Thomas E. Smithgall, PhD
533 Bridgeside Point II
450 Technology Dr.
Pittsburgh, PA 15219
Research in our laboratory is focused on non-receptor protein-tyrosine kinase structure, function, and inhibitor discovery. Specifically, we are interested in the Src, Abl and Fes kinase families, which were originally discovered in the context of avian transforming retrovirus many years ago. Since that time, normal human orthologs of these kinases have been identified and implicated in a wide variety of human diseases, ranging from cancer to HIV/AIDS. One important goal of our research program is to better understand the mechanisms of kinase regulation unique to each family. Structurally, these kinases are composed of a series of modular domains which assemble in unique ways to control kinase activity. For example, members of the Src family are composed of Src homology 2 (SH2) and SH3 domains, compact protein-protein interaction modules that work together to downregulate kinase activity. Our group has discovered that HIV encodes a protein that directly engages the SH3 domains of a subset of Src-family kinases, displacing SH3 from its regulatory position and causing kinase activation. Using high-throughput chemical library screening, we have identified selective inhibitors of this viral-host cell protein interaction that also interfere with HIV replication. Working with structural biologists, we are currently exploring the unique active conformations of Src kinases that result from interactions with HIV proteins. These studies will reveal high-resolution structural details essential to improving inhibitor potency and efficacy. Another example is Abl, best known in the context of Bcr-Abl, the chimeric oncogenic tyrosine kinase responsible for chronic myelogenous leukemia. Selective inhibitors of this kinase have been remarkably effective in the treatment of this form of cancer. Bcr-Abl inhibitors selectivity recognize and trap a unique, inactive kinase domain conformation. Like Src-family kinases, Bcr-Abl also has SH3 and SH2 modules important for kinase regulation. We are very interested in the discovery of small molecules that enhance this natural regulatory mechanism. The Fes-related kinases also share homology with Abl and Src in that they have SH2 and kinase domains. However, these kinases also possess a unique N-terminal region with coiled-coil homology domains. Coiled-coils are helical structures that hold proteins together, and are responsible the oligomeric nature of Fes in vivo. We have observed that the coiled-coils are also critical to downregulation of kinase activity. Unlike Src and Abl, no pharmacological inhibitors of c-Fes have been reported. To fill this void, we recently identified a variety of compounds with potent activity against c-Fes. Using these inhibitors, we demonstrated for the first time that Fes has an essential role in the differentiation of macrophages to osteoclasts, making it a possible drug target in osteoporosis, multiple myeloma, and tumor angiogenesis. More generally, our research program seeks to exploit the novel regulatory features of each of these kinase families to develop new classes of selective kinase inhibitors. Such compounds represent valuable probes to explore kinase function in normal cellular physiology and in disease.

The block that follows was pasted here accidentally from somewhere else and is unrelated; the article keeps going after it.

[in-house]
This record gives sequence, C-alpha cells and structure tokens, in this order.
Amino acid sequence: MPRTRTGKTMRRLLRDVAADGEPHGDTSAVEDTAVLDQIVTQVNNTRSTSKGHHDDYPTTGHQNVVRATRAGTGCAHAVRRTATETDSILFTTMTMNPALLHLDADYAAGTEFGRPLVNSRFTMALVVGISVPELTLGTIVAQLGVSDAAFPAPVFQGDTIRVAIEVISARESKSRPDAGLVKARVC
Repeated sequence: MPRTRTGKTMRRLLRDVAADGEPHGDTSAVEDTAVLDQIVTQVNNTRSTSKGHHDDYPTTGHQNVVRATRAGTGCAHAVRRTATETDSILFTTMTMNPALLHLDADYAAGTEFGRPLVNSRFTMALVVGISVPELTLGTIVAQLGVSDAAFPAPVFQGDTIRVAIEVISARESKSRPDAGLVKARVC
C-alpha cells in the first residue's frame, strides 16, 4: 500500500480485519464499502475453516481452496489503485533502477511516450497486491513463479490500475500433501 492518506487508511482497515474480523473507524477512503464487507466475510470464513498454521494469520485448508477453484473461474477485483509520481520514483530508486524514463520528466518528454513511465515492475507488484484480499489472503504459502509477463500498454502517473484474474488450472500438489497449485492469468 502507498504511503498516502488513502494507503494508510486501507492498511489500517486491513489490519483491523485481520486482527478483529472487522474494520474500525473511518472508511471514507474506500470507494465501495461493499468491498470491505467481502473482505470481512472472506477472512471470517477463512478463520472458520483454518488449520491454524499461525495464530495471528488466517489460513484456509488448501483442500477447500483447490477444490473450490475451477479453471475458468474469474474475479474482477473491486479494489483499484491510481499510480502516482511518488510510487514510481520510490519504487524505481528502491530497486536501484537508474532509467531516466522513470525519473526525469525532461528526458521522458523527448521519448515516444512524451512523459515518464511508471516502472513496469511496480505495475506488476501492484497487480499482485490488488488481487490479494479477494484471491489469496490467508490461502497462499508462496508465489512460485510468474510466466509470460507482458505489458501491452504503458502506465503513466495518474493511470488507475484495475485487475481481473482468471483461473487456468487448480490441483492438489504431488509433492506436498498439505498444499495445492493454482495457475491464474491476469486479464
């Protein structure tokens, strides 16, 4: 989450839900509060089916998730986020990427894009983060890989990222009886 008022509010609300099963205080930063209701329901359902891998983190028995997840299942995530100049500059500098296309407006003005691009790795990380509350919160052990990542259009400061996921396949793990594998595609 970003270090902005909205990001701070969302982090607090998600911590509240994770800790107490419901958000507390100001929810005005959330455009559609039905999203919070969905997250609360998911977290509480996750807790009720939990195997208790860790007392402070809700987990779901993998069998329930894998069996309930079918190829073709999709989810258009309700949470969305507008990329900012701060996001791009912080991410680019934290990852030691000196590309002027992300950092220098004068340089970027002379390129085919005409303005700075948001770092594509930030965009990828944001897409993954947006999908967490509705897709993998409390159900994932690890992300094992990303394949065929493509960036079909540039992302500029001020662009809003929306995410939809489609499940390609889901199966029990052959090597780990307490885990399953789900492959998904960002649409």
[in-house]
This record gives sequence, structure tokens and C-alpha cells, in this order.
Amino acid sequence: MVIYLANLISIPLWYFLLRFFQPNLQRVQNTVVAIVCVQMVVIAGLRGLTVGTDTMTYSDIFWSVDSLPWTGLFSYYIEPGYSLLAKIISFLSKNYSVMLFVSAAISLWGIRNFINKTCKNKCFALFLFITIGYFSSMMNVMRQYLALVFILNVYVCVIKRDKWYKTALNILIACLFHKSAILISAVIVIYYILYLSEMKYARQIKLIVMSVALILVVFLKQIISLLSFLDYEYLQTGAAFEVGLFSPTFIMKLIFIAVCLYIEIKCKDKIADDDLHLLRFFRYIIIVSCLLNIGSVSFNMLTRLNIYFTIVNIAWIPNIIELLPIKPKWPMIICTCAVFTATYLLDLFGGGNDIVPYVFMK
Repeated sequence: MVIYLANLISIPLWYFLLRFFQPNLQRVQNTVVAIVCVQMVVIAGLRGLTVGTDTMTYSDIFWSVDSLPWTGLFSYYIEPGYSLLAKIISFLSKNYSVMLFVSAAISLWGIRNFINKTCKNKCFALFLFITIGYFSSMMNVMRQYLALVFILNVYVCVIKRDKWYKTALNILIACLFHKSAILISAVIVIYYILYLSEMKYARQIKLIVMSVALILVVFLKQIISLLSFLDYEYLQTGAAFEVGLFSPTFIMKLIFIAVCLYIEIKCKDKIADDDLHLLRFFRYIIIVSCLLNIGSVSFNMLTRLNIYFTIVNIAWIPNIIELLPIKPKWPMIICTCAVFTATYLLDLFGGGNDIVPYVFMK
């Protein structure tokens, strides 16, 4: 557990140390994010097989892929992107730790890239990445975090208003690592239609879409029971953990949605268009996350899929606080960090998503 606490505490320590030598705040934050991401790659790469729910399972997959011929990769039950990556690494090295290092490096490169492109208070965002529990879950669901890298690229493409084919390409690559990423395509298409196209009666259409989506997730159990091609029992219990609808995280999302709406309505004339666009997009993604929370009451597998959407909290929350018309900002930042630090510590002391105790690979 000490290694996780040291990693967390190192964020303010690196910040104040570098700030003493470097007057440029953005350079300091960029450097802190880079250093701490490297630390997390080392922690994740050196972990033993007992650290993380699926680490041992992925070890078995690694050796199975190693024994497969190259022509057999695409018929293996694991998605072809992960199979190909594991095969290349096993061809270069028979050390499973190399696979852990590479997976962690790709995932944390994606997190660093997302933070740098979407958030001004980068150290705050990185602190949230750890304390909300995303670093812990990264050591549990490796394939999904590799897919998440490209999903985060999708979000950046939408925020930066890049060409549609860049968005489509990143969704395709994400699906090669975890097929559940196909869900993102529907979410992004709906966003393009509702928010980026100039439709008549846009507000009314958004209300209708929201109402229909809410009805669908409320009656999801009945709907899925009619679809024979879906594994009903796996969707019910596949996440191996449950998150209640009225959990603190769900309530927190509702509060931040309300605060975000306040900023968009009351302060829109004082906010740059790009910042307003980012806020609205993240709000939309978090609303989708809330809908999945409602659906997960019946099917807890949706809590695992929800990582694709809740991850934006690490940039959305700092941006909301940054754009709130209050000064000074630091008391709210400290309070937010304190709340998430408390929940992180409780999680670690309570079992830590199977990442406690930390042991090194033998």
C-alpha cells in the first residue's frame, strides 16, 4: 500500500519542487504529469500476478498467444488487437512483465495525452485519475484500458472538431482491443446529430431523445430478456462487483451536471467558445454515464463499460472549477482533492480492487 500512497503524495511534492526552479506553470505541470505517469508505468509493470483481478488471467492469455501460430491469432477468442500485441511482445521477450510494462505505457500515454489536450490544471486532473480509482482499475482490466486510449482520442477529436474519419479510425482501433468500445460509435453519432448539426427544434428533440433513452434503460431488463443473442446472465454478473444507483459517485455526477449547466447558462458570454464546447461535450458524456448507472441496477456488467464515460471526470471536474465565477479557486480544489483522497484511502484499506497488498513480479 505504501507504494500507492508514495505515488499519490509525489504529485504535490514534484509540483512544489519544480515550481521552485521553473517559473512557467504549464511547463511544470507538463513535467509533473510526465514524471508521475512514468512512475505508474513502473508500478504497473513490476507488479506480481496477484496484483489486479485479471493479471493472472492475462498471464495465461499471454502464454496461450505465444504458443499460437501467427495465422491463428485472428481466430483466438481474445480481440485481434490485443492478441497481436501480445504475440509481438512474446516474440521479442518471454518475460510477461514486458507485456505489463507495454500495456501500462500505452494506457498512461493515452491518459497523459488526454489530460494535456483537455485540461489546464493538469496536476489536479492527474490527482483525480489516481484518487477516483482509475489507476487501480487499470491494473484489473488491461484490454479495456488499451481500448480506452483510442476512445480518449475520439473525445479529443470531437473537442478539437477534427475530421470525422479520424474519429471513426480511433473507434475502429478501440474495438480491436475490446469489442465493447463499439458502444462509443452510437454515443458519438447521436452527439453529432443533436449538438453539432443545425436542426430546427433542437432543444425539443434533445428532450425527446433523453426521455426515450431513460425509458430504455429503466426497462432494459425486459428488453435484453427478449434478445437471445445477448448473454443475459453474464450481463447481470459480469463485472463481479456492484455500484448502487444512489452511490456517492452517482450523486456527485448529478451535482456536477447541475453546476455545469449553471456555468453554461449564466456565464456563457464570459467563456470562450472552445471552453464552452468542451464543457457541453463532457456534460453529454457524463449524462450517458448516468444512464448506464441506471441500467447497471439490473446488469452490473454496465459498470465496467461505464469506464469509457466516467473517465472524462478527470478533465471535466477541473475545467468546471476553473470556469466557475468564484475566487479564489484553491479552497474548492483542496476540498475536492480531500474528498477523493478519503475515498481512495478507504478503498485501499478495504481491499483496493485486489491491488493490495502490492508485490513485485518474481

Heather Rust, Postdoctoral Associate
Haibin Shi, Research Instructor
Ryan Staudt, Graduate Student
Li Chen, Research Specialist
Kecey Shen, Tsinghua Univ. Visiting Scholar